Whether it's Kim Kardashian uploading picture after picture to Instagram or your roommate posting a mid-vacation shot to Facebook, selfies receive mixed reactions. But are selfies more than, as many critics lament, a symptom of a self-absorbed generation?
Digital native Alicia Eler's "The Selfie Generation" is the first book to delve fully into this ubiquitous and much-maligned part of social media, including why people take them in the first place and the ways they can change how we see ourselves. Eler argues that selfies are just one facet of how we can use digital media to create a personal brand in the modern age. More than just a picture, they can be a positive and important part of a conversation.
Eler examines all aspects of selfies and the generation that has grown up with them. She looks at how the boundaries between people's physical and digital lives have blurred with social media; she explores questions of privacy, consent, ownership, and authenticity; and she points out important issues of sexism and double standards wherein women are encouraged to take them but then become subject to criticism and judgment. "The Selfie Generation" is a compelling and fascinating argument for the power of the selfie and a rebuttal to all those who would dismiss them.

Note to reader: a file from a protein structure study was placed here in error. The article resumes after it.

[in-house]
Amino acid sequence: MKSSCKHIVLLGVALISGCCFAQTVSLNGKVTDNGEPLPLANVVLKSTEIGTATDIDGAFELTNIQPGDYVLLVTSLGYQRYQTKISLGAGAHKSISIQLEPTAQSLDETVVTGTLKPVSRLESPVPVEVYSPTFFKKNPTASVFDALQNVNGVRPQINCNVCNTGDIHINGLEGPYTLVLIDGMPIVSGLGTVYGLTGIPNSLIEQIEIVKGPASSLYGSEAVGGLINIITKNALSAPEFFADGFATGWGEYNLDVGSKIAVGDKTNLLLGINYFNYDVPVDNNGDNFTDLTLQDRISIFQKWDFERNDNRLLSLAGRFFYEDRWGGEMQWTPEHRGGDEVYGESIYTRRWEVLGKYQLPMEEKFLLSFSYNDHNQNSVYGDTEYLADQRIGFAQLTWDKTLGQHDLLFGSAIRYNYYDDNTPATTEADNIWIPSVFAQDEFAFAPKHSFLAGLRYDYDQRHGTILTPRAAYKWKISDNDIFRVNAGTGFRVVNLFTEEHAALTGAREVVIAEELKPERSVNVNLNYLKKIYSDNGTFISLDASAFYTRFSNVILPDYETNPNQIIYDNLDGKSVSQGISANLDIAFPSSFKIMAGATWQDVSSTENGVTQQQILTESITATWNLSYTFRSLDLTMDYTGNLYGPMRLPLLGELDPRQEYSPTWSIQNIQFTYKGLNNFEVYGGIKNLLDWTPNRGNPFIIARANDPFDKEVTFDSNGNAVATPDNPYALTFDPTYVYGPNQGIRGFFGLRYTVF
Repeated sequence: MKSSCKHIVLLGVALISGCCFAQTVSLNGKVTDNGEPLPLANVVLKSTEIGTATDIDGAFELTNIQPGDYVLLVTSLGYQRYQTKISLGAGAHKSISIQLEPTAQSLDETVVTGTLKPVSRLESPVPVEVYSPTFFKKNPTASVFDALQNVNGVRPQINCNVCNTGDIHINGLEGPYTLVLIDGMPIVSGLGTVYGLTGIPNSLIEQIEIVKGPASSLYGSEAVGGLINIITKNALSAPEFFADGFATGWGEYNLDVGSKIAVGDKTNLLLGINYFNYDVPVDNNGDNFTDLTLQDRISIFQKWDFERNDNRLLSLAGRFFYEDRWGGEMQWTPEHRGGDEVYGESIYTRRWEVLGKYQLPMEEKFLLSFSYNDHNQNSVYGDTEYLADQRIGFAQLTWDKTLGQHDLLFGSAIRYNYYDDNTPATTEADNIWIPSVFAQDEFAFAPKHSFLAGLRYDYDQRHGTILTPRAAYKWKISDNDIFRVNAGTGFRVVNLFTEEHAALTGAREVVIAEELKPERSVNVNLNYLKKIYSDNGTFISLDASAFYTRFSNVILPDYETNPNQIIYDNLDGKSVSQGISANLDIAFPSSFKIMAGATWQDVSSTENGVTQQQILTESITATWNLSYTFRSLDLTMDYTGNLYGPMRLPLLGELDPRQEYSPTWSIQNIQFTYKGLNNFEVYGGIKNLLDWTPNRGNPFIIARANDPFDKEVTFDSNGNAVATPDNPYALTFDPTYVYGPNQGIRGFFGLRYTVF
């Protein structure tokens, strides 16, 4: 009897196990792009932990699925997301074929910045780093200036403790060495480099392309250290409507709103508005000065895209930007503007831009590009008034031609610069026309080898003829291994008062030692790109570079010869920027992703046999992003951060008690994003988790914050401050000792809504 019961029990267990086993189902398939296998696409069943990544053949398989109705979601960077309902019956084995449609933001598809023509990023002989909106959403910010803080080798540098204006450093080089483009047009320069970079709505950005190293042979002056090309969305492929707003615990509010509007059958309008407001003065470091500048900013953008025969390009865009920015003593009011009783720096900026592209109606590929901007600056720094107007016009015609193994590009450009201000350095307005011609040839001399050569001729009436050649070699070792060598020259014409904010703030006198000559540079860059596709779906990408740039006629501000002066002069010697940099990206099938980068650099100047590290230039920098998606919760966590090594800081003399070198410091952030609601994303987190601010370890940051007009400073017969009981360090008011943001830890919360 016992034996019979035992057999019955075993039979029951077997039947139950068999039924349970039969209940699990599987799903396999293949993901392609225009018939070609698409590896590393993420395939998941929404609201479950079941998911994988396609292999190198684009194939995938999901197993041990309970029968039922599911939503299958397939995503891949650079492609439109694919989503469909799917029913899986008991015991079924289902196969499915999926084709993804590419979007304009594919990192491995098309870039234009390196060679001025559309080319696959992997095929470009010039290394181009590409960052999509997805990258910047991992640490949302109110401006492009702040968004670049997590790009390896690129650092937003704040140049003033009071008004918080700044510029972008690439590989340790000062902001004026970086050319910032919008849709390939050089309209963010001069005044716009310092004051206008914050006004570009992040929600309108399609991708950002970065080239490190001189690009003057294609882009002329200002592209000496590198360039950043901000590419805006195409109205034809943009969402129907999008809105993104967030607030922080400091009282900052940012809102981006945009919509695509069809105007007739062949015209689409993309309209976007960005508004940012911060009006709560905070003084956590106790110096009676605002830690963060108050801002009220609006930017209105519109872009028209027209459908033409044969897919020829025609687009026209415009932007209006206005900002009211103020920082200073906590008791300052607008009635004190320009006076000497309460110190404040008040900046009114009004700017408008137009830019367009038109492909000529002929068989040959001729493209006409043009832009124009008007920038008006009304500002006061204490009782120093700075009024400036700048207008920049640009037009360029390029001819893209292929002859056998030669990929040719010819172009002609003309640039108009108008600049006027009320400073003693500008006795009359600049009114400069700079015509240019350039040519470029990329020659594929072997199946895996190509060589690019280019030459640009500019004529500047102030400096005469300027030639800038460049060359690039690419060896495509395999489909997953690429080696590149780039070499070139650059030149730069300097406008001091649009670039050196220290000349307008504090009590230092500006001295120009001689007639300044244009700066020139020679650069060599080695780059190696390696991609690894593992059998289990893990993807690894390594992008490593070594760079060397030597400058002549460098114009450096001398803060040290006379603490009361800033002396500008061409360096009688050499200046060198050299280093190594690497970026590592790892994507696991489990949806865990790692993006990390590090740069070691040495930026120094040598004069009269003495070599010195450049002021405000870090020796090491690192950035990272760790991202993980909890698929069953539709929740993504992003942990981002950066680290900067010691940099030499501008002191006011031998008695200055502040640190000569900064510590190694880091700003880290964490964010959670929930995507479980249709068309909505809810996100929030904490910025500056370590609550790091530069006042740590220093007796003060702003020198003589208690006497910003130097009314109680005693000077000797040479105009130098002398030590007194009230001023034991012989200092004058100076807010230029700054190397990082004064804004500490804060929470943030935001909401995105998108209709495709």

Alicia Eler is the visual art critic/arts reporter at the Star Tribune in Minneapolis. Her cultural criticism and reporting are published in the Guardian, GLAMOUR, New York Magazine, CNN, LA Weekly, Chicago Tribune, Chicago Sun-Times, New Inquiry, Hyperallergic, Aperture, MAXIM, Art21 Magazine, and Artforum. Her work is quoted in New York Times, New Yorker, The Atlantic, Le Monde, Perez Hilton, BuzzFeed and Gawker (RIP). Eler is cited as a selfie expert in the Washington Post and New York Magazine. She grew up in Skokie, Illinois, and received a BA in Art History from Oberlin College.